It’s very awesome for sure. It is definitely a milestone. It has a very modular framework, is able to swap out one zero-day for another, and uses new techniques for signaling and non-persistence.
Graham Cluley saluted Kaspersky’s way of managing this breach, as do we. When it comes to cyber criminal actions, we must contribute however we can to fighting malicious actions and their consequences.
5. You’re not out of the law’s reach: 49 suspected cyber criminals arrested in Europe
Sometimes, cyber criminals feel that they’re out of law’s reach and that legal consequences are easy to evade. But the good guys are as skilled as the bad guys, sometimes even more so.
Threatpost writes that:
Authorities from six nations worked in tandem on Tuesday to apprehend 49 suspects connected with allegedly carrying out a complex phishing scheme dubbed Operation Triangle that saw cybercriminals make off with more than $6 million.
The suspects broke into email accounts of victims across Europe using malware and social engineering techniques – a recipe that has been used for years and year and still works against employees in companies around the world.
Stealing financial funds was the next step. The cyber criminals were active in Italy, Spain, Poland, the United Kingdom, Belgium and Georgia, and security organizations across the continent worked together to apprehend them.
The operation was coordinated by Europol’s European Cybercrime Centre (EC3) and Eurojust, led by the Italian Polizia di Stato (Postal and Communications Police), the Spanish National Police, the Polish Police Central Bureau of Investigation, and supported by UK law enforcement bodies.
6. Adobe Flash malware increased by 300% in just one quarter!
Adobe Flash is notorious for its vulnerabilities, but the surge in Flash malware from Q4 of 2014 to the first quarter of 2015 is downright baffling!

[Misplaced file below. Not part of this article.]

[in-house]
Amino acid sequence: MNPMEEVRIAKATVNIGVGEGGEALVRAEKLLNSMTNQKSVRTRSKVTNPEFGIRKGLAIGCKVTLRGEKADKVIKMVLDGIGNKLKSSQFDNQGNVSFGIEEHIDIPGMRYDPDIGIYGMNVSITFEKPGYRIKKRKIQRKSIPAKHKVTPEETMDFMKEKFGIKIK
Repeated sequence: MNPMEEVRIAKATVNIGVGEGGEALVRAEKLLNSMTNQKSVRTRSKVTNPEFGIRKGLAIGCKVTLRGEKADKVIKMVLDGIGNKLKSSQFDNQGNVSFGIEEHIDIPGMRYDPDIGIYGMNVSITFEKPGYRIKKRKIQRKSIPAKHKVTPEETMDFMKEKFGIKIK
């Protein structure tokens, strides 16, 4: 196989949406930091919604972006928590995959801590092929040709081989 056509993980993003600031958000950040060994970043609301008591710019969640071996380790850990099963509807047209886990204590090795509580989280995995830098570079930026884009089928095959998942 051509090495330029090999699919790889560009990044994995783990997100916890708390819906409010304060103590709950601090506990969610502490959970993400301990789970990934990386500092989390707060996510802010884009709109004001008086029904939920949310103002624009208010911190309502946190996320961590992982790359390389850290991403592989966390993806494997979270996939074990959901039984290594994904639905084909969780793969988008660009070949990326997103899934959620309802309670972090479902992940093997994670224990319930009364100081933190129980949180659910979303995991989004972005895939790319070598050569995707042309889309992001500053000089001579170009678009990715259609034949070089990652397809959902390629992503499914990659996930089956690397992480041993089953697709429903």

And to these numbers adds up another worrisome statistic: there’s also been an 165% increase in ransomware attacks during the same timeframe.
The CTB-Locker ransomware family is still prolific and still difficult to detect, so cyber criminals are taking full advantage of these characteristics.
The data was revealed in the latest McAfee Labs Threat Report for Q1 2015, which is packed with information about the evolution of PC malware, mobile malware, SSL attacks, spam botnets and more.
7. Click here for instant infection: new malvertizing campaigns erupt
Malvertizing is a huge threat to Internet users everywhere. We’ve wrote about it more than once, and we’re saying it again now, especially under light of recent information.
Info Security Magazine writes:
Security experts are warning of another large-scale malvertising campaign targeting the OpenX ad platform, which could be exposing as many as 50 million global internet users to the Bunitu trojan.
Advertising platforms are usual targets for cyber criminals, but what singles out this attack is its scale and technique. The malicious campaign involves code that leads to the sophisticated Angler exploit kit and a very difficult to detect way to send the malicious exploit code.
From social media users to newsreaders, everyone can become a victim. This brings up, once again, the need to keep software updated to close vulnerabilities and security holes.
Malwarebytes warns users about a similar attack on Popcash, another advertising network. This attack uses the Magnitude exploit kit, which pushes crypto ransomware.
The fee to get your computer unlocked? A meager $500.
It’s never too late to start using a patching tool that keeps your software up to date, and never forget that you need a good antivirus solution as well!
In world of complex software, intricate integrations and sophisticated threats, the good guys need to stick together. By sharing intelligence and working in concert against cyber threats and cyber criminals, there’s a chance to do better progress than by fighting alone. Because it is a fight and the opponents are strong. They don’t need rest and many resources.
So whether you’re involved or not in the cyber security field, there’s always something you can do, from patching your software to helping others learn how to stay safe online.